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There are several different recipes for pralines from several different regions of our country. I think originally, pralines came from New Orleans though, and if there is a recipe anywhere that can beat this one, I sure would like to find it.
Being a southern girl, I grew up with pralines that my Alabama-born Mother made every year, and this is the recipe she used with one exception. We bought whole milk from a home dairy which delivered it to our door 3 mornings every week. Mother used the cream from the whole milk rather than the Golden Key evaporated milk in the can cabinet. That GK milk was saved for mashed potatoes.:-) (The labels had coupons on them that we clipped, but I've forgotten what we got with the coupons. Maybe someone will remember and tell me. I hope so.)
We only had pecans available to us in the fall, and there was no such thing as buying them in a bag already shelled. At least, I never saw any. We would shell fresh pecans that came from north Florida or Georgia in the evenings while listening to our little table model Airlines radio. "Mr. District Attorney", "The Shadow", "The Squeaking Door", and some other favorites kept us kids quiet and huddled in a group for safety's sake. The grownups would be either in the kitchen drinking coffee or out on the porch with cigarettes.
In my oldest, sweetest, and deepest memories, I am rocking in a big old wooden rocking chair out on our front porch nibbling on a freshly made praline. For me, they will always be the "food of the gods".
Lightly butter a baking sheet large enough to hold all the pralines, or you might need to butter a couple of platters. Today, I would use aluminum foil on my pan lightly buttered.
Mix the white and brown sugars with the evaporated milk (or heavy cream if you have it), in a pot large enough to allow it to boil up without boiling over. Stir until the sugars are all melted, and cook on medium heat until a candy thermometer reaches 240 degrees F. Stir occasionally until it reaches that mark.
Once your mixture reaches the 240 degrees, remove it from heat and drop in the butter, but do not stir it in. Allow it to just sit on top until the mixture cools a little. About a minute or two, add the vanilla along with the chopped pecans and stir.
Using a wooden spoon, continue stirring nice and easy until the candy begins to thicken up. It doesn't take long. The candy will get very thick and turn lighter in color.
Soon, the candy will start to firm up and hold its shape. Just keep stirring slow and easy, but watch that it doesn't start to harden on you. If it's holding its shape really well and is noticeably lighter in color, it's time to start putting it in small mounds on the buttered pan or platter.
Work fast as it will harden up on your very quickly. If it does, just add a teaspoon of hot water to it and stir it until you can still get it out of the pot with a spoon and onto the prepared baking sheet.
Let your candy set out at room temperature for about a half hour, then store it in an airtight container. It can be kept out at room temperature, but you should probably hide it from sight - that is if you plan to get any of it. Once everyone knows it's in there, it's not going to last very long at all.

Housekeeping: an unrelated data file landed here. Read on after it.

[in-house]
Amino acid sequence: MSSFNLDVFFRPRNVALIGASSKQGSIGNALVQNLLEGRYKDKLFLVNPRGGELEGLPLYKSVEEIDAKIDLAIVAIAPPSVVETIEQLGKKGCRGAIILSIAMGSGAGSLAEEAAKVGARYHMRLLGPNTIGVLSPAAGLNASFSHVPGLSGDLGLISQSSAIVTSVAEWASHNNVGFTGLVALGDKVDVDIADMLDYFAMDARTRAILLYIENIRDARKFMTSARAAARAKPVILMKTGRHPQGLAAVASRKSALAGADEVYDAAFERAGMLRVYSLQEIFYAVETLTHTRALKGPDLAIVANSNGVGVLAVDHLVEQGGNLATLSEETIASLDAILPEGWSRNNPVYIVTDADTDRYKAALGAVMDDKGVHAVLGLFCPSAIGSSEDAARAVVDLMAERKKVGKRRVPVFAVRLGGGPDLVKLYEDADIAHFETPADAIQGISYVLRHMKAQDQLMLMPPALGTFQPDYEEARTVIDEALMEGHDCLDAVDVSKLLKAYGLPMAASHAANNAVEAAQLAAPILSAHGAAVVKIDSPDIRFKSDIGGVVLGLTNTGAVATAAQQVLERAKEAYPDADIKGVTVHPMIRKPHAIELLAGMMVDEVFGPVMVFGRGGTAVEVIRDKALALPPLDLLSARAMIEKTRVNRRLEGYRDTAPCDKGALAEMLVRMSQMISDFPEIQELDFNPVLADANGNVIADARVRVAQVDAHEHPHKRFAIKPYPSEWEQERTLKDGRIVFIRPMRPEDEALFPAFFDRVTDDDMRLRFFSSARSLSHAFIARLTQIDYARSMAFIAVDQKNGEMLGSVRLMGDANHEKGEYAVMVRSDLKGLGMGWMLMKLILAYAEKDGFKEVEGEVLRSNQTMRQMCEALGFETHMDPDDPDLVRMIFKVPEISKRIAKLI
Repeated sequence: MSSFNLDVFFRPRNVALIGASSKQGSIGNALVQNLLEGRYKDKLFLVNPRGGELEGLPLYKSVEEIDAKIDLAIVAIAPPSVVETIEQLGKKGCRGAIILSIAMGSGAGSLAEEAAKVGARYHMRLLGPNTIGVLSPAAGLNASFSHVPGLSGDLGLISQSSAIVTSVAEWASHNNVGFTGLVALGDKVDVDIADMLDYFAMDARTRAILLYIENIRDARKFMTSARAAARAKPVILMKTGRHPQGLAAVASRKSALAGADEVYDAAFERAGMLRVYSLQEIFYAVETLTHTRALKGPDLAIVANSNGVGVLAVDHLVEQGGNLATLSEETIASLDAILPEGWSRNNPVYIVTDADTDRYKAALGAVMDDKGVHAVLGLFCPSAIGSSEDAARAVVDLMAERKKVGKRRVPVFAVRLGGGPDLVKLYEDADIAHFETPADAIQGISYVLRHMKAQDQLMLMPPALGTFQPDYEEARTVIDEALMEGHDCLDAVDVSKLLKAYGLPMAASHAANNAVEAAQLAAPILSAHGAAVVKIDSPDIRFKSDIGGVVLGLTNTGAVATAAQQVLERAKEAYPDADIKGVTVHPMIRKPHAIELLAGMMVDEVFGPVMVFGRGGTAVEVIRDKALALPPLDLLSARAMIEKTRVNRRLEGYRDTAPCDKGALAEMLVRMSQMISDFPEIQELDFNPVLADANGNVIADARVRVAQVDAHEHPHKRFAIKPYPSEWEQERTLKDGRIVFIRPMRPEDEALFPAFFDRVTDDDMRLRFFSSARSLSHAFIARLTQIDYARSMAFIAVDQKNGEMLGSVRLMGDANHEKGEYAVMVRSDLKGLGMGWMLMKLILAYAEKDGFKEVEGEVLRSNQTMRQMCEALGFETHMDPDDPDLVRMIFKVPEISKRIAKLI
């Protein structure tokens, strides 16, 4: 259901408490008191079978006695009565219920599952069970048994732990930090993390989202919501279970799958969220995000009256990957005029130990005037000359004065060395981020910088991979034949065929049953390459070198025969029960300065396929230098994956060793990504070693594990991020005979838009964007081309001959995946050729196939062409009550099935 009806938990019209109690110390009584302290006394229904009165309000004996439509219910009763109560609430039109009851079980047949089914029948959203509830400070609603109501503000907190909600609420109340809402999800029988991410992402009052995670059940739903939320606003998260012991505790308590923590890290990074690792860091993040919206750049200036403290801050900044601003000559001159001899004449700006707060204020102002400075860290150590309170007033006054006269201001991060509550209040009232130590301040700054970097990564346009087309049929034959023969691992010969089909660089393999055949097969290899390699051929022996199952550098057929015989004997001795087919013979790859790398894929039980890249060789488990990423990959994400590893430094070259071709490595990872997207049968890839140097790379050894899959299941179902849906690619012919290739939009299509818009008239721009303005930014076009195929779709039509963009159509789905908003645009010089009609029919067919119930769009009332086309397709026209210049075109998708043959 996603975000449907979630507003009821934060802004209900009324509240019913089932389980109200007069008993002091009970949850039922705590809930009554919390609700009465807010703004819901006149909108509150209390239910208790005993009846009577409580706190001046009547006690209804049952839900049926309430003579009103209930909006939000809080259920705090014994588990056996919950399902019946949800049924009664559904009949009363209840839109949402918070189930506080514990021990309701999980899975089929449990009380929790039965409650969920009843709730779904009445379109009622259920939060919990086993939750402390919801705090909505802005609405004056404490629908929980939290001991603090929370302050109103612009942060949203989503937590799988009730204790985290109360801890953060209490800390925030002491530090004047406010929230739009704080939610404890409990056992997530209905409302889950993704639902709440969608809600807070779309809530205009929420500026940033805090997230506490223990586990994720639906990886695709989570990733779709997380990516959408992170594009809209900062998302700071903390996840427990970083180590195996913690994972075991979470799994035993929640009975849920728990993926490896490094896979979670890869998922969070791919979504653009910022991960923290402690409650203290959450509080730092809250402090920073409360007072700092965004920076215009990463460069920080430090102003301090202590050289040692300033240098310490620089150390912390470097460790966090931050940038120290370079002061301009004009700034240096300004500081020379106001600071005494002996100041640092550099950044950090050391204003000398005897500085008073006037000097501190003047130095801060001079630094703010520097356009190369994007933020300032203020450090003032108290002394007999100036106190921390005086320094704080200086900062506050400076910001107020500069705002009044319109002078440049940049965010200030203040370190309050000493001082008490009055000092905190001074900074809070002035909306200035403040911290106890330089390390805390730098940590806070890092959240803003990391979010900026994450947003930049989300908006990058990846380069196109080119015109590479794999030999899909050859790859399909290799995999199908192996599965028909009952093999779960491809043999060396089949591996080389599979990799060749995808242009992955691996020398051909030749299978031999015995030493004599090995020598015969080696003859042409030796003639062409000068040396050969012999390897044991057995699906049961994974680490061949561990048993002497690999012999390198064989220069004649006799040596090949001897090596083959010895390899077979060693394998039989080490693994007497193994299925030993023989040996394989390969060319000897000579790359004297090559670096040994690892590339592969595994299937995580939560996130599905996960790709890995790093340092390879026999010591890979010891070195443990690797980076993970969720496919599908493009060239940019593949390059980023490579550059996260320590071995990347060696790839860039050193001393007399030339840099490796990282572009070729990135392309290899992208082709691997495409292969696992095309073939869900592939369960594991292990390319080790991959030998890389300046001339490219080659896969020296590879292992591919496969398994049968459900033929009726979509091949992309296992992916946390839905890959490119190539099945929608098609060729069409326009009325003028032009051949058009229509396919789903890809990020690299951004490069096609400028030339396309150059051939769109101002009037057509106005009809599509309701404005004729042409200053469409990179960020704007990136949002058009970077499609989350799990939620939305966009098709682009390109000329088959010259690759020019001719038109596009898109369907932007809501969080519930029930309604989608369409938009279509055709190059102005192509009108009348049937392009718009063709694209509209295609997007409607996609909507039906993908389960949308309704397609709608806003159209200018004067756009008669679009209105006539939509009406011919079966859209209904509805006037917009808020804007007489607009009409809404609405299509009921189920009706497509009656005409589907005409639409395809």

Note from Julia Cooking time is going to vary with just about every cook. Much depends on the stove burner's heat setting, and how long you're willing to stand there and let it cook slowly. I also include the stirring time in with the cooking time since it's so related. It's not finished until it's candy on the pan or platter.
Also I must say that the size of the dollops of candy has a lot to do with number of servings, as well as how many people it would make happy. I get about 30 pralines from my "batch", and I do add more pecans sometimes.
|Time:||20 Minutes Preparation Time|
40 Minutes Cooking Time
Source: My Mother gave me the recipe which had been given to her by her mother when they were still in Alabama. They moved to Florida in 1926 when my mother was just 12 years old, and she was already making the pralines for the family. I know for sure neither of them ever had a candy thermometer, so they had to be pretty good at telling when it'd cooked long enough. Probably softball stage, but I'm not sure about that.
By Pookarina from Boca Raton, FL
Pecan pralines are a delicious southern confection. When I ws a child, growing up outside New Orleans, my dad used to make them as a special treat. I thought it would be fun to have them for our family Christmas get-together.
Total Time: 20 minutes
Yield: 12-15 candies
Be advised they can be addictive.
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Cook sugar, cream, pecans, soda and salt together in a 3 qt. heavy saucepan that has been greased with butter until it reaches 236-238 degrees F on candy thermometer. Begin by using high cooking heat, then reduce heat enough after it reaches boiling point to maintain rolling boil; stir frequently. Remove from heat and add vanilla and butter. Cool slightly, and beat until correct consistency for dropping. Working rapidly, drop by teaspoonfuls on waxed paper. The first pralines may seem too thin, but the candy thickens very fast and remaining patties will be firmer.
By Robin from Washington, IA